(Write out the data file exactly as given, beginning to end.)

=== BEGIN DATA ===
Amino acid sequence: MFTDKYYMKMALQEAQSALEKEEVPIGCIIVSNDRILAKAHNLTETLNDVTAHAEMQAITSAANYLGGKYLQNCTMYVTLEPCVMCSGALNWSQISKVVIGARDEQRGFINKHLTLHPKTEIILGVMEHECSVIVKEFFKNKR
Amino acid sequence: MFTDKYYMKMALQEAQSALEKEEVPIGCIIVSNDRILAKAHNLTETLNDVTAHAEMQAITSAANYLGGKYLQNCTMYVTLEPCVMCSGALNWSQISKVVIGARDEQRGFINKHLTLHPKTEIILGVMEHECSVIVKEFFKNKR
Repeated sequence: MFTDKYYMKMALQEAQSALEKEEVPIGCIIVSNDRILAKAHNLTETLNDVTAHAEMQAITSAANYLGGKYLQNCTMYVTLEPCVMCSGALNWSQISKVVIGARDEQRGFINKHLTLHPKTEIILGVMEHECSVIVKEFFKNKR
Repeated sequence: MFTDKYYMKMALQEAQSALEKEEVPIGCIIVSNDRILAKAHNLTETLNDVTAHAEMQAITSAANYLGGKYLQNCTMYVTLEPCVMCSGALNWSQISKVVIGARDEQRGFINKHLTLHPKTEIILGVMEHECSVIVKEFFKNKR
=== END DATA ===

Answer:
Amino acid sequence: MFTDKYYMKMALQEAQSALEKEEVPIGCIIVSNDRILAKAHNLTETLNDVTAHAEMQAITSAANYLGGKYLQNCTMYVTLEPCVMCSGALNWSQISKVVIGARDEQRGFINKHLTLHPKTEIILGVMEHECSVIVKEFFKNKR
Amino acid sequence: MFTDKYYMKMALQEAQSALEKEEVPIGCIIVSNDRILAKAHNLTETLNDVTAHAEMQAITSAANYLGGKYLQNCTMYVTLEPCVMCSGALNWSQISKVVIGARDEQRGFINKHLTLHPKTEIILGVMEHECSVIVKEFFKNKR
Repeated sequence: MFTDKYYMKMALQEAQSALEKEEVPIGCIIVSNDRILAKAHNLTETLNDVTAHAEMQAITSAANYLGGKYLQNCTMYVTLEPCVMCSGALNWSQISKVVIGARDEQRGFINKHLTLHPKTEIILGVMEHECSVIVKEFFKNKR
Repeated sequence: MFTDKYYMKMALQEAQSALEKEEVPIGCIIVSNDRILAKAHNLTETLNDVTAHAEMQAITSAANYLGGKYLQNCTMYVTLEPCVMCSGALNWSQISKVVIGARDEQRGFINKHLTLHPKTEIILGVMEHECSVIVKEFFKNKR